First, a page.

What is the Difference Between Marital and Non-Marital Property in an Illinois Divorce?
Whether you are considering divorce, looking to start the process, or already in the middle of a divorce case, you probably have many questions and concerns. We've worked with numerous divorce clients, and each divorce case is different. Each client has vastly different concerns, and we always strive to meet the unique needs of their case.
However, there is one question we get asked in every case we handle: How much will I get, and how much will I lose?
Whether a client is concerned about maintenance, child support, parenting time, or the division of marital assets, what they can get and lose in a divorce is an extremely important concern that we take very seriously. In many cases, the division of assets can have a significant impact on our clients' futures.
For that reason, we've decided to create a short guide to division of assets in an Illinois divorce.
**We also understand that maintenance (alimony) is just as big of a concern for many individuals facing a divorce. We also have a guide for that! For a breakdown on Illinois maintenance calculation, please refer to our Maintenance Calculator and Guide.**
Division of Assets in an Illinois Divorce: A Guide
In any divorce, one common concern you deal with might be how your property and assets are divided. In fact, along with maintenance and parenting time, division of assets are one of the top concerns of our clients.
What can you keep?
What gets divided?
Whether you're concerned about monetary savings, a house, other valuable effects, or all of the above, it all matters.
Property division is different with each divorce. Sometimes, it is relatively simple and straightforward. Other times, the situation can become incredibly complex. We have seen both, and successfully represented both simple and complex divorce cases.
We understand; it can get confusing. What asset belongs to which person? How does the court decide how something is split?
To make the division of property in Illinois divorces easier to understand, we'll start out by outlining the difference between marital property and non-marital property, and go from there.
The Difference Between Marital vs. Non-Marital Property in Illinois Divorces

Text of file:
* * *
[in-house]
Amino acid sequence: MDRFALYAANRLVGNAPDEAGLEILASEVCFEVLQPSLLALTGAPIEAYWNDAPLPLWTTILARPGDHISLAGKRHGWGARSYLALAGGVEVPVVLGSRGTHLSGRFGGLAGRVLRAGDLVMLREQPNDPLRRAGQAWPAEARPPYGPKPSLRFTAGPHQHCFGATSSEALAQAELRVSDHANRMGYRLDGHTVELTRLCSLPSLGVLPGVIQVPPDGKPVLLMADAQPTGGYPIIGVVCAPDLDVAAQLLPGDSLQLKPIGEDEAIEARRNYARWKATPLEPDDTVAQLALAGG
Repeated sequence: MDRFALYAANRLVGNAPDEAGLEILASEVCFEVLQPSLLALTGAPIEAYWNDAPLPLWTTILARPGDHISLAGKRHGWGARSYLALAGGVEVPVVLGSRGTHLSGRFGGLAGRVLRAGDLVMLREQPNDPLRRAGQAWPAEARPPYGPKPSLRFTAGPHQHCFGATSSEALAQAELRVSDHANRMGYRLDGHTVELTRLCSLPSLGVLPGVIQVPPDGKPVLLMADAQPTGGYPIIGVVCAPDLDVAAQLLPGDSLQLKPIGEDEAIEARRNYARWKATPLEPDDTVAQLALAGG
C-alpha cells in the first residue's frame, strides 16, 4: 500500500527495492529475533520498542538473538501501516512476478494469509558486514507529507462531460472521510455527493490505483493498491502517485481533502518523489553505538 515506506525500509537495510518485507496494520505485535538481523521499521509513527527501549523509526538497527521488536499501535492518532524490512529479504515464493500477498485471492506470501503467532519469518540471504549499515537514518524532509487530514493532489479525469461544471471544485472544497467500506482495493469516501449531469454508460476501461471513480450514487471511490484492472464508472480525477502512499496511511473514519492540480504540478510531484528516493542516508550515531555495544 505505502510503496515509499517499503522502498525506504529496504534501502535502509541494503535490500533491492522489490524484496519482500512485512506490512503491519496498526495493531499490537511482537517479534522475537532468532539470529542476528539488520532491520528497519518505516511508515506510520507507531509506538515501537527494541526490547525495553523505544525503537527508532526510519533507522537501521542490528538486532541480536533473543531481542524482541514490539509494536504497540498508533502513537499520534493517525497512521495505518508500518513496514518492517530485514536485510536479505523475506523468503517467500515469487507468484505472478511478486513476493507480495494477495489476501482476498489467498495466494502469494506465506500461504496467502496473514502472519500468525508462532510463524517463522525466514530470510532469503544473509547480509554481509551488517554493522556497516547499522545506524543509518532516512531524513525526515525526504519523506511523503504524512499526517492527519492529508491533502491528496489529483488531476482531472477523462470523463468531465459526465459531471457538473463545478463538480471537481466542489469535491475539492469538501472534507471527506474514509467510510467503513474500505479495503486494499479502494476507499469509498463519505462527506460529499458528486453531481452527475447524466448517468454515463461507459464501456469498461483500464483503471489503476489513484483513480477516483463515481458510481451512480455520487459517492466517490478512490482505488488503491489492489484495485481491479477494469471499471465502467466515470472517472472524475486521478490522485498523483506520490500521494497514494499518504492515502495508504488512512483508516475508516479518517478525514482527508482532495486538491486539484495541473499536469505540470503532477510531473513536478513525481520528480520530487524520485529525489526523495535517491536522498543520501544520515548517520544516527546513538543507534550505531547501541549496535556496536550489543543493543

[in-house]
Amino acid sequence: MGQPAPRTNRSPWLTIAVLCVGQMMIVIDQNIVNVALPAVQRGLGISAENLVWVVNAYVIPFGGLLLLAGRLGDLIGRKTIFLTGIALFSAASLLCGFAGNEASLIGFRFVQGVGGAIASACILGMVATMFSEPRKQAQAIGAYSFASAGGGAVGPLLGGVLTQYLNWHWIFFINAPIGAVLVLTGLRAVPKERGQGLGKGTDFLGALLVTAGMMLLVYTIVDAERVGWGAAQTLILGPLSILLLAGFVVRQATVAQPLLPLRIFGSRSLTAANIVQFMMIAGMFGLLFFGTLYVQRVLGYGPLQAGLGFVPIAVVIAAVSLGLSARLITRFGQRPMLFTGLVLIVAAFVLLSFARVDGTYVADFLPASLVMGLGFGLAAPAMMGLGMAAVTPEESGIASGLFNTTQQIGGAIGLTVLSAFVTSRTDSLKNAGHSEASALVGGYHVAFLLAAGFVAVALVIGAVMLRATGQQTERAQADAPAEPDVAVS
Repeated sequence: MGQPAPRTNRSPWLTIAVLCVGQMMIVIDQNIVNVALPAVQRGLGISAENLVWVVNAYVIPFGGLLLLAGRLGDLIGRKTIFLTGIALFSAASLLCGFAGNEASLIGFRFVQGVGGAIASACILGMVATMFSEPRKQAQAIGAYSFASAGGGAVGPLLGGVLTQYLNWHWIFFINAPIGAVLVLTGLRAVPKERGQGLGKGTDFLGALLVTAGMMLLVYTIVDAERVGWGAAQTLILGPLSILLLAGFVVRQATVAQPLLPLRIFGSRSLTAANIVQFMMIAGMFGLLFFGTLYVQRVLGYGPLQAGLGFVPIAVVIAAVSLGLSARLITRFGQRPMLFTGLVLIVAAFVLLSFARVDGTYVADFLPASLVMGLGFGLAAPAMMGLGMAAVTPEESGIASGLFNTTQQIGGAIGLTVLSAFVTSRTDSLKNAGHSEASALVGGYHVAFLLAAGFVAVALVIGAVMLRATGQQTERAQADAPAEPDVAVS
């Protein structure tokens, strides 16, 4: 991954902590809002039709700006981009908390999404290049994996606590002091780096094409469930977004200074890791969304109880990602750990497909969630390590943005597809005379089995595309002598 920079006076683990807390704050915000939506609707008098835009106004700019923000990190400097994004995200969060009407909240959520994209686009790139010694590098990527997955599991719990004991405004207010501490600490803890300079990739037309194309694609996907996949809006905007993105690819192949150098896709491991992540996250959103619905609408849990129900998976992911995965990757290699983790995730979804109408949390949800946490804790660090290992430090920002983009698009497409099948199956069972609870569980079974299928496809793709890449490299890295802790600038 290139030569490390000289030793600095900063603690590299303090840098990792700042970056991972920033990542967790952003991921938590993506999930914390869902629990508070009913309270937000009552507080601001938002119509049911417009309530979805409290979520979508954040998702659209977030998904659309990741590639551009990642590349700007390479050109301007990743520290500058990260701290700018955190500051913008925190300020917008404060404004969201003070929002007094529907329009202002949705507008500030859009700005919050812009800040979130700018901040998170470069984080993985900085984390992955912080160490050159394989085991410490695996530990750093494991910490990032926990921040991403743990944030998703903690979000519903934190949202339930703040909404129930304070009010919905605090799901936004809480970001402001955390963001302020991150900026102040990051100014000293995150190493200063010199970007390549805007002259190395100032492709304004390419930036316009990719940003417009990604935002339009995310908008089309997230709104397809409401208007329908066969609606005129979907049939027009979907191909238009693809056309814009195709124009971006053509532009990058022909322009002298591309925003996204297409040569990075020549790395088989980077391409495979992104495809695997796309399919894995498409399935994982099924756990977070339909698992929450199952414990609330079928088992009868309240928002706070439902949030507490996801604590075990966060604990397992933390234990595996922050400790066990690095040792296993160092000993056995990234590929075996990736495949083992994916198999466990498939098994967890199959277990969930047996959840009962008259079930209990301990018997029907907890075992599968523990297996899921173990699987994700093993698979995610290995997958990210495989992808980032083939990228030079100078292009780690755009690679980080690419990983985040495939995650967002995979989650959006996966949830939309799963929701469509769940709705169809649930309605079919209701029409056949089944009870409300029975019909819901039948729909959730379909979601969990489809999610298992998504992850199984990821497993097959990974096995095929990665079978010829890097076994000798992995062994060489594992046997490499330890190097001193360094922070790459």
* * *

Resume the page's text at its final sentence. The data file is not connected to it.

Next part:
At the root of property division is the concept of marital property and non-marital property. Property is divided differently depending on whether it's marital or non-marital.
Marital property is any property acquired by either spouse after marriage and before the official dissolution of marriage. There are a some exceptions to this guideline, such as gifts or inheritances that are given to only one spouse.
Most property acquired while you're married counts as marital property, including non-marital property that has been transferred into co-ownership. Even in cases where only one spouse holds the title or is listed on the property, that property is still considered marital if it was acquired while married.
In a divorce, marital property is usually subject to equitable division between both parties.
Non-marital property, also called separate property, is property acquired by either spouse prior to marriage or after a judgement of dissolution of marriage. Some property acquired during marriage can be considered non-marital.
Non-marital property which can be acquired during marriage include:
Gifts or legacies endowed to only one spouse
Property acquired after legal separation
Property listed as non-marital property in a legal or prenuptial agreement
Property acquired in exchange for any non-marital property
Property awarded to one spouse by judgement
Income or returns from any non-marital property, including increases in value
Separate property considered solely the property of whomever owns it. In divorce, separate property is not subject to equitable division.
Division of Property, Equitable Division, and Other Considerations
In a divorce, equitable division does not necessarily mean equal division.
Equal division would indicate a 50-50 situation, where each spouse gets half.
Instead, equitable division means fair division. Various factors play into determining the fair amount for each spouse to receive.
When determining a fair division of marital property, a judge is required to consider factors such as:
Each spouse's contribution towards acquiring the marital property
Each spouse's contribution to the household and the family unit
The value of property and assets each spouse has
Duration of the marriage
Parental responsibility of each spouse
The economic situation of each spouse, including their age, health, employability, income, estate, and other needs
How much maintenance is ordered